Wednesday, November 30, 2011


Hoffa: Federal Regulators Must Protect Workers' Health And Safety

Teamsters General President Jim Hoffa today said federal regulators should put the health and welfare of American truck drivers above the greed of the trucking industry.

Hoffa’s comment came before a hearing on the truck driver hours-of-service rule before the House Subcommittee on Regulatory Affairs, Stimulus Oversight and Government Spending.

In 2008, the Federal Motor Carrier Safety Administration (FMCSA) signed an agreement with safety advocates and the Teamsters Union to revise the rule. The rule, a “midnight regulation” made final in the waning days of the Bush administration, extended the hours truckers can drive from 10 hours to 11 hours.

According to FMCSA’s own regulatory analysis, reducing driving time to 10 hours would produce a gain of almost 40,000 jobs in the trucking industry.

“We need an hours-of-service rule that creates jobs, protects American workers and saves money and lives,” Hoffa said. “This is a no-brainer. Longer hours behind the wheel may satisfy the greed of the trucking industry, but they’re dangerous for our members and the driving public.”

Fred McLuckie, Teamsters legislative director, said the physical and mental challenges of driving a large truck are even greater now than they were five years ago.

“Our drivers are more stressed than ever because of increased traffic volume, tighter delivery times and deteriorating road conditions,” McLuckie said at a Capitol Hill news conference before the hearing. “Highway congestion requires them to make decisions about braking, accelerating, changing lanes, merging onto and getting off highways more quickly.”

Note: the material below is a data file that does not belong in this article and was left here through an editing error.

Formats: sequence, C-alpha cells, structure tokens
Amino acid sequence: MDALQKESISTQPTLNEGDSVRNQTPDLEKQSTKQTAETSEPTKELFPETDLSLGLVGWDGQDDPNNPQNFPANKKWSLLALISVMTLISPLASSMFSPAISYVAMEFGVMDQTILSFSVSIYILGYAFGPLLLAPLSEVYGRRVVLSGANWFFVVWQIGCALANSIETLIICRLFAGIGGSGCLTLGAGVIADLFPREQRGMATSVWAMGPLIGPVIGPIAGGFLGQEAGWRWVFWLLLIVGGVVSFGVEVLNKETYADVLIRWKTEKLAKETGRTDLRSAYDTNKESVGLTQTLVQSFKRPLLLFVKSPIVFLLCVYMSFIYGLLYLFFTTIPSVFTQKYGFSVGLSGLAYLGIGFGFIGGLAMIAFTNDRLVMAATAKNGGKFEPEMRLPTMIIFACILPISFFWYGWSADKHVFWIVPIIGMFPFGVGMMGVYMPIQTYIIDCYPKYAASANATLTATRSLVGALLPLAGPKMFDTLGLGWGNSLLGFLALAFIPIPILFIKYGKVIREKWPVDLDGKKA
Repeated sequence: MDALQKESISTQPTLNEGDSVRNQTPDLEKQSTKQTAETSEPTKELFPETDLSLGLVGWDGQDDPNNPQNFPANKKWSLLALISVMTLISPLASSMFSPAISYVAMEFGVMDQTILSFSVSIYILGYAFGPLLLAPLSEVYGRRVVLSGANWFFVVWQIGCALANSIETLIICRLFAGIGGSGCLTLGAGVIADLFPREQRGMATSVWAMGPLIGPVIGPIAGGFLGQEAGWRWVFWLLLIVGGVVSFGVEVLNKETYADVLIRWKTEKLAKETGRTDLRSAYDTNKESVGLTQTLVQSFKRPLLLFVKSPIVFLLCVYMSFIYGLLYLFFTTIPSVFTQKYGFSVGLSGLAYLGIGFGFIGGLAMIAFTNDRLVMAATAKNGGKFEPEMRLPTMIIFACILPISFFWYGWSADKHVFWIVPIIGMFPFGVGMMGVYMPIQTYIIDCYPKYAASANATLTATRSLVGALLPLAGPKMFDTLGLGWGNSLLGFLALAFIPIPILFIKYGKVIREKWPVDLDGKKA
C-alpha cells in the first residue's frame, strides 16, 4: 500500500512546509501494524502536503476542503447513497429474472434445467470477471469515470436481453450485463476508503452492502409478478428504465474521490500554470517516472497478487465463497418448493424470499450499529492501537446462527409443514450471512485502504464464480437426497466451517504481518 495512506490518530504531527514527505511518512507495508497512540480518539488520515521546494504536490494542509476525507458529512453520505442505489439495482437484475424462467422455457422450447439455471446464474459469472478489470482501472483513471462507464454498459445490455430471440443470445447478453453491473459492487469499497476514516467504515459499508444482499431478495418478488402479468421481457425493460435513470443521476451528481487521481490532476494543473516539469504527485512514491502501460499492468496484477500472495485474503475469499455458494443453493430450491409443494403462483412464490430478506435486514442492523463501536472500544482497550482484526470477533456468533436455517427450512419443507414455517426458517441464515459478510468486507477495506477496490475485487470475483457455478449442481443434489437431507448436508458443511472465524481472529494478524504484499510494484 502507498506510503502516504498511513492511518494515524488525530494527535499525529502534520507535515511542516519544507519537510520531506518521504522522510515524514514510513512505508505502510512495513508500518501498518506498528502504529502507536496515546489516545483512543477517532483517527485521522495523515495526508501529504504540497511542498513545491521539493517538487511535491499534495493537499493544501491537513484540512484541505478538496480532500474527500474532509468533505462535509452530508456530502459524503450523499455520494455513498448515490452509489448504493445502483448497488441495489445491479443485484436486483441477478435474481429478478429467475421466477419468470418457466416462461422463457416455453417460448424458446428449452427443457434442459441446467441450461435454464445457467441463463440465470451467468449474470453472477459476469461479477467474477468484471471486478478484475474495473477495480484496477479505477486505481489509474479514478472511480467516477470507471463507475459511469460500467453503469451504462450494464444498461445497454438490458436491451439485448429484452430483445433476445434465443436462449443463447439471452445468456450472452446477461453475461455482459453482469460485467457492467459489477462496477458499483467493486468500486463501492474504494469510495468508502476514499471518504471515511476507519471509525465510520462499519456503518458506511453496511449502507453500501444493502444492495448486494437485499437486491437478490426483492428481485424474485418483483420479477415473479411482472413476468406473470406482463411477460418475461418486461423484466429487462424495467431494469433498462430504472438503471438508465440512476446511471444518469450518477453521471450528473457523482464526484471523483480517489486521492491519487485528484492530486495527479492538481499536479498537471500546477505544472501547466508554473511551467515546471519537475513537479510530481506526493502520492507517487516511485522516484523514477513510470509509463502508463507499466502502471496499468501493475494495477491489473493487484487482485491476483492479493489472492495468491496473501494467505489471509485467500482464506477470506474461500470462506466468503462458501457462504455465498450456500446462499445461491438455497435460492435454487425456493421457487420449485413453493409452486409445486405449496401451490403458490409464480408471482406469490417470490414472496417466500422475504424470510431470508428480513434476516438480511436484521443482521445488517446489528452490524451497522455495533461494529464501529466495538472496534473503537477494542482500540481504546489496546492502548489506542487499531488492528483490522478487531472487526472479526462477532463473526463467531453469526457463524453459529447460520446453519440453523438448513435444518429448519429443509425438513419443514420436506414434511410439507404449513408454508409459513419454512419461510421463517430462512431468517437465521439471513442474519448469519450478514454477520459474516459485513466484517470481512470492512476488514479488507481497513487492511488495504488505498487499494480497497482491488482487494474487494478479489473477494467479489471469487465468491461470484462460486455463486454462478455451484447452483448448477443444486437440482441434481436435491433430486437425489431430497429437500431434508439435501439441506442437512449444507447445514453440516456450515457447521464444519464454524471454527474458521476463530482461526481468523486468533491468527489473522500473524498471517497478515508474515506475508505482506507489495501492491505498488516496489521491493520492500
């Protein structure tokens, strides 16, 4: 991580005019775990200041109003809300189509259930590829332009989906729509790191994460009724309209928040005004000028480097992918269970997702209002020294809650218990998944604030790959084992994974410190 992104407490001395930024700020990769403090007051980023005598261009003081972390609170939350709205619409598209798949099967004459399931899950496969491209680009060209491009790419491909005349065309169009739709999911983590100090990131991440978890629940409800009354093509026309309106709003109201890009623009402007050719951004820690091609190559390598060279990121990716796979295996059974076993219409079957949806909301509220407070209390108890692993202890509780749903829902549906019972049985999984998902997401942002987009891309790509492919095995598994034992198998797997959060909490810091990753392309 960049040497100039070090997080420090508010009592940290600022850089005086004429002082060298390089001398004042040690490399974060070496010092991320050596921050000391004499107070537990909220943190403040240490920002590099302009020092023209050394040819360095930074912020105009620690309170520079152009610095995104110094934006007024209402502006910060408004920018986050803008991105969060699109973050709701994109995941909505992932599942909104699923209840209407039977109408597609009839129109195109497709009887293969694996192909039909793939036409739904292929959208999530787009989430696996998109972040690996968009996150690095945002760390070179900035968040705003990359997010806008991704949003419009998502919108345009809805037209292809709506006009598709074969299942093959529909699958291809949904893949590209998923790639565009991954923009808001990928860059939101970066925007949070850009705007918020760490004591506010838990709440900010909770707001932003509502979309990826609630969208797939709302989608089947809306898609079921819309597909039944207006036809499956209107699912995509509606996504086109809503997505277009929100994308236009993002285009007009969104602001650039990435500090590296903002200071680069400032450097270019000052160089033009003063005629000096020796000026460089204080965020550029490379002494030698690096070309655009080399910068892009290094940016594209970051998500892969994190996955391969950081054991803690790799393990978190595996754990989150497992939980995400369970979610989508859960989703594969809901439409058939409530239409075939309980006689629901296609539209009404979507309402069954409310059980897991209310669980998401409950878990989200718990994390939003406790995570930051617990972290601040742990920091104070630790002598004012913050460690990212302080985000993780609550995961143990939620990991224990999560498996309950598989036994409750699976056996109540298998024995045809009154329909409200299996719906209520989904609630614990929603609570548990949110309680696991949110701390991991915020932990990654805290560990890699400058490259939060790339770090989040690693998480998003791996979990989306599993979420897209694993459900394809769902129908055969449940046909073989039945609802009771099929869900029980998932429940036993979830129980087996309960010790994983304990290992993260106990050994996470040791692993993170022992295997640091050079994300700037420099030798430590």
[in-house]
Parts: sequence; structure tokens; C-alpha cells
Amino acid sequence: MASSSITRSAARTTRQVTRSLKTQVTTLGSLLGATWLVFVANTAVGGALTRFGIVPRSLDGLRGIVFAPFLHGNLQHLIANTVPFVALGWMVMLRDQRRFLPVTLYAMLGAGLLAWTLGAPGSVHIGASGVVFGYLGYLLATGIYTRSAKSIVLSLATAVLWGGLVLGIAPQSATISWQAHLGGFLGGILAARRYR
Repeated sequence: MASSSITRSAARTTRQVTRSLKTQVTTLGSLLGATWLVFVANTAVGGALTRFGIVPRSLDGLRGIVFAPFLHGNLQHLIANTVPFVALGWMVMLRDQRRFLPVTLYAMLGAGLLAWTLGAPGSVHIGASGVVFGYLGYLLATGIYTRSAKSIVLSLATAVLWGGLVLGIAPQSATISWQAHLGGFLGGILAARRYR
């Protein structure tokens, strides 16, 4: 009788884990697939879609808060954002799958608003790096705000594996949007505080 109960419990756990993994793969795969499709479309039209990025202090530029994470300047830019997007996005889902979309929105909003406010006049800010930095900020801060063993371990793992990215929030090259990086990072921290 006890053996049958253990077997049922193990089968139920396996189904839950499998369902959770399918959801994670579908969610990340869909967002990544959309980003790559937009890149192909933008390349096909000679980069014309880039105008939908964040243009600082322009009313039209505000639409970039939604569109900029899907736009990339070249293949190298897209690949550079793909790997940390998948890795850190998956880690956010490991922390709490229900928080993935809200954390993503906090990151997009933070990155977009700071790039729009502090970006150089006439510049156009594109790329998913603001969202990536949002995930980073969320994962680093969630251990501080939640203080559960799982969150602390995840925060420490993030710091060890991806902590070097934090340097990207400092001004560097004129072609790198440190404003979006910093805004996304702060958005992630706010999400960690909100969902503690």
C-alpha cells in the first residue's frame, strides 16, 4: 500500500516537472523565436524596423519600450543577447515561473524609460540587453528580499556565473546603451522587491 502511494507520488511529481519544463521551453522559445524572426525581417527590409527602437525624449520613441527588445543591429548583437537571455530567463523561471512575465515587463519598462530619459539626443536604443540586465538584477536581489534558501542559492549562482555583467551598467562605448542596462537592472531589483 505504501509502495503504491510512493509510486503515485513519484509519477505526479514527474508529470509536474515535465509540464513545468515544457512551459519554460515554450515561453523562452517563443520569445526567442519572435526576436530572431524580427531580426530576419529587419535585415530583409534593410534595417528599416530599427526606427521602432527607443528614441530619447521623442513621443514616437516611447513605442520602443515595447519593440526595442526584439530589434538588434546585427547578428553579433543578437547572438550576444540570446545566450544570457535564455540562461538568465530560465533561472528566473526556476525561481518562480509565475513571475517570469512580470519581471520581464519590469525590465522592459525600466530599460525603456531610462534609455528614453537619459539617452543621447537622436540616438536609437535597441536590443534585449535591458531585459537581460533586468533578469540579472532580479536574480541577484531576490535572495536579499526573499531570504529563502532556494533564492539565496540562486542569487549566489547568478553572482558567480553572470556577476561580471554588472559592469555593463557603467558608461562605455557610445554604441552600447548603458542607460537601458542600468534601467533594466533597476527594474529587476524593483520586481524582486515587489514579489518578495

McLuckie said Congress should not get involved in what has been a protracted legal battle to force the FMCSA to issue an hours-of-service rule that’s based on sound scientific data and takes into account the health of the driver.

The percentage of fatal crashes that result from driver fatigue rose 20 percent in 2005 from 2004 – the first year in which the longer hours of driving were allowed.

The Bush rule raised the number of hours truckers can drive from 10 to 11 consecutive hours each shift, and from 60 to 77 hours of driving each week. The rule cut off-duty rest and recovery time at the workweek’s end from 50 or more hours off duty to as little as 34 hours off-duty.


The Federal Motor Carrier Safety Administration (FMCSA) first promulgated the 11-hour rule in 2003, increasing the number of hours truckers can drive. The Court of Appeals for the D.C. Circuit struck down the rule in 2004, but Congress reinstated it as part of the Surface Transportation Extension Act of 2004.

FMCSA issued a new Notice of Proposed Rulemaking in January 2005, proposing a rule that was little changed from the 2003 rule that had been struck down.

On July 24, 2007, the U.S. District Court of Appeals for the D.C. Circuit for the second time threw out the rule that increased driving time to 11 hours from 10 hours and allowed drivers to go back to work after being off duty for only 34 hours.

In the 39-page opinion, Judge Merrick Garland called the rule “arbitrary and capricious.”

The International Brotherhood of Teamsters was a party in the case, joining Public Citizen and the Owner-Operator Independent Driver’s Association.

FMCSA issued the interim final rule on Dec. 11, 2007. The court declined on Jan. 23 to enforce its order to strike the rule, and the Bush administration issued it as a final rule on Nov. 19.

The Teamsters – along with Public Citizen, Advocates for Highway and Auto Safety and the Truck Safety Coalition – challenged the rule in the U.S. Court of Appeals for the District of Columbia.

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